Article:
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Transportation Case Digest: Phil Am Gen Insurance Co, et al. v. PKS Shipping Co (2003)

G.R. No. 149038           April 9, 2003
Lessons Applicable: Charter Party (Transportation)

  • Davao Union Marketing Corporation (DUMC) contracted the services of PKS Shipping Company (PKS Shipping) for the shipment to Tacloban City of 75,000 bags of cement worth P3,375,000. 
  • DUMC insured the goods for its full value with Philippine American General Insurance Company (Philamgen). 
  • The goods were loaded aboard the dumb barge Limar I belonging to PKS Shipping.
  • December 22, 1988 9 pm: While Limar I was being towed by PKS’ tugboat MT Iron Eagle, the barge sank a couple of miles off the coast of Dumagasa Point, in Zamboanga del Sur, bringing down with it the entire cargo of 75,000 bags of cement.
  • DUMC filed a formal claim with Philamgen for the full amount of the insurance.  Philamgen promptly made payment; it then sought reimbursement from PKS Shipping of the sum paid to DUMC but the shipping company refused to pay so Philamgen to file suit against PKS Shipping 
  • RTC: dismissed the complaint - fortuitous event
  • CA:Affirmed - not a common carrier but a casual occupation
ISSUE: W/N PKS Shipping is NOT liable since it was NOT a common carrier

HELD: NO. Petition is DENIED

Article 1732. Common carriers are persons, corporations, firms or associations engaged in the business of carrying or transporting passengers or goods or both, by land, water, or air for compensation, offering their services to the public
  • Complementary is Section 13, paragraph (b), of the Public Service Act

public service" to be –
"x x x every person that now or hereafter may own, operate, manage, or control in the Philippines, for hire or compensation, with general or limited clientele, whether permanent, occasional or accidental, and done for general business purposes, any common carrier, railroad, street railway, subway motor vehicle, either for freight or passenger, or both, with or without fixed route and whatever may be its classification, freight or carrier service of any class, express service, steamboat, or steamship, or steamship line, pontines, ferries and water craft, engaged in the transportation of passengers or freight or both, shipyard, marine repair shop, wharf or dock, ice plant, ice refrigeration plant, canal, irrigation system, gas, electric light, heat and power, water supply and power petroleum, sewerage system, wire or wireless communication systems, wire or wireless broadcasting stations and other similar public services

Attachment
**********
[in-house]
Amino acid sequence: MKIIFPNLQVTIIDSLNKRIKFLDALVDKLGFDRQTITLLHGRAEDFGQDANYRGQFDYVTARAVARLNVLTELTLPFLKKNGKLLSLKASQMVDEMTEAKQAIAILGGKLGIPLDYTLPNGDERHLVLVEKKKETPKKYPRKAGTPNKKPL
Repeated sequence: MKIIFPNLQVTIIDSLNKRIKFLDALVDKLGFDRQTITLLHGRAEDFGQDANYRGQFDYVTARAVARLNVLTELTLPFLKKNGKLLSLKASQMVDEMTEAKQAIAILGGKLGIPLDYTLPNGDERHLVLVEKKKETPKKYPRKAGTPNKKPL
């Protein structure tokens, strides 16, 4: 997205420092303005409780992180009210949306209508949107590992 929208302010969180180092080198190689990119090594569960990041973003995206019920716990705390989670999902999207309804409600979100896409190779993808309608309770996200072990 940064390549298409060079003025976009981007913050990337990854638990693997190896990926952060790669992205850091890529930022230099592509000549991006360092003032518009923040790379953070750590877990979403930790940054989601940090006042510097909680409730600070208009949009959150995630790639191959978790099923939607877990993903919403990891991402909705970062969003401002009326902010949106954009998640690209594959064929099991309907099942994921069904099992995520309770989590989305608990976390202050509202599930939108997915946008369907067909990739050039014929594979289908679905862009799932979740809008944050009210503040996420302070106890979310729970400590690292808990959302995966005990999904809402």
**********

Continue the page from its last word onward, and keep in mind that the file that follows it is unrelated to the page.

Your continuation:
• So understood, the concept of `common carrier’ under Article 1732 may be seen to coincide neatly with the notion of `public service,’ under the Public Service Act
  • distinction between:
    • common or public carrier
    • private or special carrier - character of the business, such that if the undertaking is an isolated transaction , not a part of the business or occupation, and the carrier does not hold itself out to carry the goods for the general public or to a limited clientele, although involving the carriage of goods for a fee
      • EX: charter party which includes both the vessel and its crew, such as in a bareboat or demise, where the charterer obtains the use and service of all or some part of a ship for a period of time or a voyage or voyages and gets the control of the vessel and its crew.
  • The regularity of its activities in this area indicates more than just a casual activity on its part
  • The appellate court ruled, gathered from the testimonies and sworn marine protests of the respective vessel masters ofLimar I and MT Iron Eagle, that there was no way by which the barge’s or the tugboat’s crew could have prevented the sinking of Limar I. The vessel was suddenly tossed by waves of extraordinary height of 6 to 8 feet and buffeted by strong winds of 1.5 knots resulting in the entry of water into the barge’s hatches. The official Certificate of Inspection of the barge issued by the Philippine Coastguard and the Coastwise Load Line Certificate would attest to the seaworthiness of Limar I and should strengthen the factual findings of the appellate court.
  • Findings of fact of the Court of Appeals generally conclude this Court; none of the recognized exceptions from the rule - (1) when the factual findings of the Court of Appeals and the trial court are contradictory; (2) when the conclusion is a finding grounded entirely on speculation, surmises, or conjectures; (3) when the inference made by the Court of Appeals from its findings of fact is manifestly mistaken, absurd, or impossible; (4) when there is a grave abuse of discretion in the appreciation of facts; (5) when the appellate court, in making its findings, went beyond the issues of the case and such findings are contrary to the admissions of both appellant and appellee; (6) when the judgment of the Court of Appeals is premised on a misapprehension of facts; (7) when the Court of Appeals failed to notice certain relevant facts which, if properly considered, would justify a different conclusion; (8) when the findings of fact are themselves conflicting; (9) when the findings of fact are conclusions without citation of the specific evidence on which they are based; and (10) when the findings of fact of the Court of Appeals are premised on the absence of evidence but such findings are contradicted by the evidence on record – would appear to be clearly extant in this instance.